I’ve posted before that when couples fight, the argument is rarely about the issue.
We think we are talking about money. Or sex. Or parenting. Or in-laws.
But it rarely is about those things. Before long (usually within a few seconds) we are questioning whether or not we are valued or have worth. We are questioning whether or not we are loved and accepted. We are wondering if we are a failure or powerless in the situation. It’s these deep attachment issues that when not addressed properly, keep most couples perpetually stuck in a cycle of dysfunction (we call it the “pain” and “peace” cycle at The Hideaway Experience).
One of the really great thinkers and therapists in marriage therapy is Sue Johnson, and I really appreciate the work that she does. It really has helped me help couples. Rather than just giving couples a couple of communication techniques that break down after a few weeks — I really work on helping couples better understand the core attachment issues that are at stake for them in the marriage.
Victor Yalom from Psychotherapy.net has An Interview with Sue Johnson where she explains a little more about what I’m talking about.
VY: So how does the theory help us? How do you understand that?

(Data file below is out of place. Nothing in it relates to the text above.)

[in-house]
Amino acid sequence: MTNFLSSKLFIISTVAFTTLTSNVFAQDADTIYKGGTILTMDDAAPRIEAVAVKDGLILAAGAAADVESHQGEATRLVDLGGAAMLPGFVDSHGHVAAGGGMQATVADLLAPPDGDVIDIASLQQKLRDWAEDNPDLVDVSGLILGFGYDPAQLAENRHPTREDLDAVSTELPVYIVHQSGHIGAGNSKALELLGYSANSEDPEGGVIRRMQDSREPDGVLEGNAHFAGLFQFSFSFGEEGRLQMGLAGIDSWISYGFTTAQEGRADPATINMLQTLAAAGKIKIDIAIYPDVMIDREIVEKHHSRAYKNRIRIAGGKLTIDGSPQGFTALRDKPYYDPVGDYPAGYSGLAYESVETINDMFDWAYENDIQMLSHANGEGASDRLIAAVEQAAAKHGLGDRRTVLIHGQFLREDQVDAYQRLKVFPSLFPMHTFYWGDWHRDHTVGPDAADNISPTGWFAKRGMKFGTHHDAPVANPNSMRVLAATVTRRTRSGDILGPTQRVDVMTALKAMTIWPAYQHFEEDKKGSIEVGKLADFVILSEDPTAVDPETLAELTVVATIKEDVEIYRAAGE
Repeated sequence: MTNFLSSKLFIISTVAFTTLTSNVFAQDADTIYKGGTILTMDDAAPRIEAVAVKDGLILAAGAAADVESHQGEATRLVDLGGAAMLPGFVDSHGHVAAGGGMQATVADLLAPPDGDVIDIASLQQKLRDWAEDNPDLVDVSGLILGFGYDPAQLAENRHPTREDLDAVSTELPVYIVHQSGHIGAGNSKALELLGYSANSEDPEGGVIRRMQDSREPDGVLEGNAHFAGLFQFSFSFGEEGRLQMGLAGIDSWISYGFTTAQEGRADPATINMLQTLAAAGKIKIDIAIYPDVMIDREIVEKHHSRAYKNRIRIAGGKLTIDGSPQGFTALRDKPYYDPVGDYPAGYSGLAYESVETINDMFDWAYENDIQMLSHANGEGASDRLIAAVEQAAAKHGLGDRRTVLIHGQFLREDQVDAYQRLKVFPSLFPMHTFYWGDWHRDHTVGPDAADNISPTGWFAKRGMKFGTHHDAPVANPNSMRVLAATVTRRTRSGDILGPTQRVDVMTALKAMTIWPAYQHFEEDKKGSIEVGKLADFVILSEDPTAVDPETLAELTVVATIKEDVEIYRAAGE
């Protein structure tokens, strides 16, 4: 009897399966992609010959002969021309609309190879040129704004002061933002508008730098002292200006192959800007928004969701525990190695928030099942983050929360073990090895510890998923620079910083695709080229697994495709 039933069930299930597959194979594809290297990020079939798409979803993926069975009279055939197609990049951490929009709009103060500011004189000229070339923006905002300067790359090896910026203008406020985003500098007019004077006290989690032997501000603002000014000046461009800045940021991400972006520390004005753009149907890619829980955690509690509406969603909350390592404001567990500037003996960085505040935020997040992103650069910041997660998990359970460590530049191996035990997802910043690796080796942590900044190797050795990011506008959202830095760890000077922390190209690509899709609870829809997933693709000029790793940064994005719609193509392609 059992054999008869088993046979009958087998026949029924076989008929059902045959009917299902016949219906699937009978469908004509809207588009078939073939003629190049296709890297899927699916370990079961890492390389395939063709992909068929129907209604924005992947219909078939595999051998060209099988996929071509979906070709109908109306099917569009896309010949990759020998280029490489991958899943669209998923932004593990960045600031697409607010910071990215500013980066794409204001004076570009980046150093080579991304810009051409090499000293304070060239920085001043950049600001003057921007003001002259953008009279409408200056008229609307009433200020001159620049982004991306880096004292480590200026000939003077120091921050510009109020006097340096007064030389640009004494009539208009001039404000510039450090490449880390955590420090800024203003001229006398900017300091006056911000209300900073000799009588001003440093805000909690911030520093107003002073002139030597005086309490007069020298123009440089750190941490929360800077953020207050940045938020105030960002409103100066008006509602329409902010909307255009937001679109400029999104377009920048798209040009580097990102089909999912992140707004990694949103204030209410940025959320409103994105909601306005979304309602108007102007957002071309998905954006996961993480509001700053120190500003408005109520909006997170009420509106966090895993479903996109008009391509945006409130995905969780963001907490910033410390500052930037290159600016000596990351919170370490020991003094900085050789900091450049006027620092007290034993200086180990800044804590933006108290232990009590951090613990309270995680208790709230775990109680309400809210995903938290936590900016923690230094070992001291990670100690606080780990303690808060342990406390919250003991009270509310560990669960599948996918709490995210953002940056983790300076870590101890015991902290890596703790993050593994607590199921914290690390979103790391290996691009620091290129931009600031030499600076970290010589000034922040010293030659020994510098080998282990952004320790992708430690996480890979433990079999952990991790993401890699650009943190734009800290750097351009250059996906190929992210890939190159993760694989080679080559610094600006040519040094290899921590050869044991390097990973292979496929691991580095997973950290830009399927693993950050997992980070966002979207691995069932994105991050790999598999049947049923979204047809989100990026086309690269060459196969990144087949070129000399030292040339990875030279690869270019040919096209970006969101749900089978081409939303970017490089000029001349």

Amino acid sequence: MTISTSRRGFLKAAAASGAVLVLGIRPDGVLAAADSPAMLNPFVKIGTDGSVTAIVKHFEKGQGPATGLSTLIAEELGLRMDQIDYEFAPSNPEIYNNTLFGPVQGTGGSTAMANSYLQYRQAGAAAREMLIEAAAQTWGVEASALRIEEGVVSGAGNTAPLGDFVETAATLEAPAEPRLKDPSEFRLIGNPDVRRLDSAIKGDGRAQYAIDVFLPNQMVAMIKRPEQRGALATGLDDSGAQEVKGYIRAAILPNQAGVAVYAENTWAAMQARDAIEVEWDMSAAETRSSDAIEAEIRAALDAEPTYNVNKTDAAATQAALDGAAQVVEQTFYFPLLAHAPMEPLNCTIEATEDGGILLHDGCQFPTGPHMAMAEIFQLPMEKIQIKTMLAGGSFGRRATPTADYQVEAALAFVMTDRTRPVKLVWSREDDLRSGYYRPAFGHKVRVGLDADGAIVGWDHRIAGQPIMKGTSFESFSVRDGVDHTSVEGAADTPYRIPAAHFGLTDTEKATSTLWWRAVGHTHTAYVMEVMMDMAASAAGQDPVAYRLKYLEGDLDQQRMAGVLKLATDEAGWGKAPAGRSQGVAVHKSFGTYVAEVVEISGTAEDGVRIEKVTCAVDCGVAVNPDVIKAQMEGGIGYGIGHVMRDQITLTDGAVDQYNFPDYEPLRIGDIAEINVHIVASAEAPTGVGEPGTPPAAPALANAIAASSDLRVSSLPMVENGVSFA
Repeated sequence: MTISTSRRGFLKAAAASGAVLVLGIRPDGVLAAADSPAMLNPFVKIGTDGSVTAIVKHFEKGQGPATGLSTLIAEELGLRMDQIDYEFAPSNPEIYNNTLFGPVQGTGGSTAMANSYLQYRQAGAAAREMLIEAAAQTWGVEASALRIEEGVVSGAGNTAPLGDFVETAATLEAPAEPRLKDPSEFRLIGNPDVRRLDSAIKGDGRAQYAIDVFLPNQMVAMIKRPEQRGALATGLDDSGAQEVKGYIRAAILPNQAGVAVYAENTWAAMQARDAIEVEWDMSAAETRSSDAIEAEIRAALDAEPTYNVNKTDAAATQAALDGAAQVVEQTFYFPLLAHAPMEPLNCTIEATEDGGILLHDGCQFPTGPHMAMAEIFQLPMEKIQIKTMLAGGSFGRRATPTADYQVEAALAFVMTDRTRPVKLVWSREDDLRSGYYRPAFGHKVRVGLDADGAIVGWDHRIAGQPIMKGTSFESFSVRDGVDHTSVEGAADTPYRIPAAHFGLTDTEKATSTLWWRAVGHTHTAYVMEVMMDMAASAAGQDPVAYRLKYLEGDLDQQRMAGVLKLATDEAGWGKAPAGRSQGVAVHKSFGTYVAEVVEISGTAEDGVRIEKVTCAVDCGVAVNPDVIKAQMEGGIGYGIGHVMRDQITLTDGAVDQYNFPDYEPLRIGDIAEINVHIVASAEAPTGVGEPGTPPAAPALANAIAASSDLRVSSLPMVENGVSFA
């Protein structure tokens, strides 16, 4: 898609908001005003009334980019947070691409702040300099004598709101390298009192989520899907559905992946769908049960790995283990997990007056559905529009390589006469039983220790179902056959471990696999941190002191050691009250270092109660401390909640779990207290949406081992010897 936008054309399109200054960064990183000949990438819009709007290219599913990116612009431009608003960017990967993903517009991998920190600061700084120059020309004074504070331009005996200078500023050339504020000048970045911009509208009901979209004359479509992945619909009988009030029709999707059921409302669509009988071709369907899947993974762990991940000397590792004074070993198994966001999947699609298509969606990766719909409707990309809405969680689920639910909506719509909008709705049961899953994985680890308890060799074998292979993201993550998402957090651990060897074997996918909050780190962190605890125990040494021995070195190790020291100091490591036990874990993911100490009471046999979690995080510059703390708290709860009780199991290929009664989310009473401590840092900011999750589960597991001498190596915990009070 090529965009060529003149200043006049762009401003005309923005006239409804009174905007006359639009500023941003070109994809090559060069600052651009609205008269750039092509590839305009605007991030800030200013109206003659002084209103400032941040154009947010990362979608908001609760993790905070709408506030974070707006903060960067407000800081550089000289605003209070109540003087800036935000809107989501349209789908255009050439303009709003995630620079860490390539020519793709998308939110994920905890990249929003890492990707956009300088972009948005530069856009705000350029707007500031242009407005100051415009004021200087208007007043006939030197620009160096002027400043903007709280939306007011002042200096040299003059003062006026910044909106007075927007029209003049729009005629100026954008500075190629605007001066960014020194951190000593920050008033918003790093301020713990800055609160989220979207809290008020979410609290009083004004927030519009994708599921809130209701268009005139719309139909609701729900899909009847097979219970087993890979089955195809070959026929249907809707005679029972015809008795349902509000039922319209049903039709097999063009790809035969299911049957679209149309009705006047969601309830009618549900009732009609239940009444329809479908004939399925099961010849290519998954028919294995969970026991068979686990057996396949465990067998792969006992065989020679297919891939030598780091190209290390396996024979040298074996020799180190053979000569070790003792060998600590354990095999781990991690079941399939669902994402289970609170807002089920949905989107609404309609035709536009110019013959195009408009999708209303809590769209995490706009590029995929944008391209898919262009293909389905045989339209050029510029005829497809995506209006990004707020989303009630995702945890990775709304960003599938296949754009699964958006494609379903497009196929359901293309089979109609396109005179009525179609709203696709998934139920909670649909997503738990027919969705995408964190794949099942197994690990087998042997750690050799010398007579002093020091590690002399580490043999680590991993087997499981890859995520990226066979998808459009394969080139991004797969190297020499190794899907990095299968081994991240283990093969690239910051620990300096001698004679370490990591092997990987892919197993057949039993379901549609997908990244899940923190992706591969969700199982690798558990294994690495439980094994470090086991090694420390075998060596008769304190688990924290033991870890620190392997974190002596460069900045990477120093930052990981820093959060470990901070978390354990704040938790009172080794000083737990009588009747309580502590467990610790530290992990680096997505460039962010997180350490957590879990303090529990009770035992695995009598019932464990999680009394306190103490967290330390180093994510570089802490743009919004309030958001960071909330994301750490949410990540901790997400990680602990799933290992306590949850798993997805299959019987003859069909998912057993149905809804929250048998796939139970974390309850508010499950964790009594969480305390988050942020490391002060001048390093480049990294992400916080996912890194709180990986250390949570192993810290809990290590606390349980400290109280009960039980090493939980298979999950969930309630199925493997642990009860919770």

SJ: It really helps to understand that you’re dealing with an attachment drama. You’re dealing with dilemmas in human bonding. So the emotions that you’re dealing with are high-voltage emotions, because your mammalian brain sees these emotions—these situations—in terms of life and death: “Does this person care about me?” It looks like we’re having a fight about parenting, but, in fact, if you tune into the emotions, oftentimes two minutes after the fight started—or two seconds after the fight started—the fight ends up being about attachment issues like, “Do you love me? Do I matter to you? If I hurt do you care? Are you there for me? Will you respond to me? Can I depend on you?”
I started to realize after we’d done the first outcome study that the logic behind these emotions was that they were all about attachment and bonding, and our deep human need for that secure bond.